|China's leaders keep tight control on monasteries inside Tibet [Reuters]
As Tibetans inside and outside of Tibet mark the fiftieth anniversary of the Dalai Lama's flight into exile, Al Jazeera's Beijing correspondent Tony Cheng looks at some of the key questions on the issue of Tibet.
Why is holding on to Tibet and suppressing independence calls so important for China?
The one thing that appears to concern the authorities in China more than anything is the break up of China, regardless of whether it is Tibet, Taiwan or Xinjiang, the Muslim region in China's far west.
This is not a new phenomenon, and it was one of the great challenges to the imperial dynasties of the past to hold together one of largest countries on Earth.
The government is also nervous of any religious groups (eg Tibetan buddhism or the Falun Gong) that challenge its authority, especially those that inspire a fervour greater than they can command.
Both of these sensitive issues are combined in the question of Tibetan independence and the Chinese government is keen that neither gathers any momentum.
Are most Tibetans in favour of independence?
That is very hard to say, as journalists are never allowed free access to Tibet (trips are always monitored very closely by officials) and over the past 12 months have not been allowed to visit at all.
|Tibetan monks lay down their arms after the failed 1959 uprising [AFP]
The Tibetan government in exile favours autonomy rather than full independence, but the level of that autonomy has created big splits within the exiled community, something over which the Dalai Lama himself has said may cause him to resign his post.
Those Tibetans within China, either within Tibet itself or in the Tibetan populations that cover Western China, are often reluctant to openly criticize the Chinese authorities but frequently infer that they are unhappy about certain aspects of government policy.
Nonetheless, many also acknowledge the economic benefits of recent years, as the Dalai Lama himself did in a recent in a recent interview with Al Jazeera.
What impact has Chinese rule had on Tibet?
It depends who you ask.
The Chinese government says Chinese rule has lifted Tibet from a period of feudal oppression, created economic opportunities, development of Tibet's infrastructure and instilled a level of 'civilization' into the Tibetans themselves.
Opponents of China's rule say that the economic benefits have been offered only to a minority, while the infrastructure developments are an attempt to better control and manipulate Tibet while slowly diluting Tibetan culture with an influx of Han Chinese migrants.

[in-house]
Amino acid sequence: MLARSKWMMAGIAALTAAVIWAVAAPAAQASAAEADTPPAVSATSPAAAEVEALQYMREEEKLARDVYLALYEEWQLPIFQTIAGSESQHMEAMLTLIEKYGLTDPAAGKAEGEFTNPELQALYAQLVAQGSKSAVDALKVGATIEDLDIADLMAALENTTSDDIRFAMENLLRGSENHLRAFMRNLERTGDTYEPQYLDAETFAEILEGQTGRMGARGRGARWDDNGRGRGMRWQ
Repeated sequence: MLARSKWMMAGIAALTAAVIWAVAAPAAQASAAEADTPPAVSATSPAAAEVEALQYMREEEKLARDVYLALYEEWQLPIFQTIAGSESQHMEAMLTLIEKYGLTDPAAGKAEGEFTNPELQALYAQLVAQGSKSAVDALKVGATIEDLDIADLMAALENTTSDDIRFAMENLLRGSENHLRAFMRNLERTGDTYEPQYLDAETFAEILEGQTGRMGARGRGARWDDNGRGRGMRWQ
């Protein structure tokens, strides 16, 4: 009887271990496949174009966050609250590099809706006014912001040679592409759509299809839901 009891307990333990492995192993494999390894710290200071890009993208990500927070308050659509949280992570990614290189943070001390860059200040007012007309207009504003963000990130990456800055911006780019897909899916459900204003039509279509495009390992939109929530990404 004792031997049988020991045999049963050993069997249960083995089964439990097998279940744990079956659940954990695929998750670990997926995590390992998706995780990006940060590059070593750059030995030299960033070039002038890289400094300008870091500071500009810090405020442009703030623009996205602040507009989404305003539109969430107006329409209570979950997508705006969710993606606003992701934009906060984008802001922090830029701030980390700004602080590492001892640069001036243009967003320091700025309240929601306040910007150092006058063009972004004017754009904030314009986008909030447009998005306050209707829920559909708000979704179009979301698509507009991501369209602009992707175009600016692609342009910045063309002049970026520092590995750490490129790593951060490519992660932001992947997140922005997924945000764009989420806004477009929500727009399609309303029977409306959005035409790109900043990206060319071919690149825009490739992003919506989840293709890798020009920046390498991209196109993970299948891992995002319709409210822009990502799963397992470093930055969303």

The truth probably lies somewhere between the two arguments.
Many Tibetans deeply regret the slow degradation of a culture and tradition they clearly hold dear, yet many also want to benefit from the same economic opportunities as are available in the rest of the country.
What are the underlying reasons behind last year's protests against Chinese rule?
Many see economic frustrations at the root of last year's riots.
|China regards the Dalai Lama as devious and untrustworthy [AFP]
Lhasa has developed like many cities in China in recent years, especially since the railway link started bring more than a million visitors a year to Tibet.
With the tourists have come streetwise Han Chinese businessmen who have benefited at the cost of the locals.
Some Tibetans have also done well, but as the violence appears to have been centred on the old Tibetan quarter, frustrations appear high amongst the more conservative and less affluent inhabitants.
But economic inspired tensions erupt all over China and rarely result in fatalities.
The violence of 2008 suggests that half a century of Chinese rule has done little to quell the sense of independence that many Tibetans feel.
There also appears to have been an ethnic element to the violence with one of Lhasa's mosques burnt during the riots.
Most of this is speculation however, and it is hard to know the truth until the Chinese authorities allow unfettered access to journalists.
Why does China refuse to talk to the Dalai Lama?
The Chinese government has met with delegations representing the Dalai Lama but as yet very little movement has been made during these talks.
The Dalai Lama is frequently referred to as a "wolf in monk’s clothing", by the Beijing authorities, and it is clear they regard him as devious and untrustworthy.
For his part the Dalai Lama seems to have reached a level of frustration with that process that has made him suggest he is on the verge of retiring.
Either way, with his health reportedly failing, and the Chinese government angered by the riots and recent unrest, it's hard to see the Dalai Lama returning to the place of his birth.
How hard is it for reporters to get accurate information from inside Tibet?
It is never easy getting accurate information anywhere in China, but particularly in Tibet.
The first challenge is a linguistic one. Few ordinary Tibetans speak Chinese and communication without the aid of translation is difficult.
In addition many of those who speak Tibetan have very distinct opinions about the state of Tibetan independence that colours what they say.
The next issue is access. Tibet is accessible only via a few road routes and through one airport. Trying to gain access without the proper accreditation is virtually impossible.
And even if you were lucky enough to succeed, the ramifications for your news organisation and your personal status have to be taken into consideration.
The Chinese authorities have taken a grim view in the past of those who have ignored their regulations.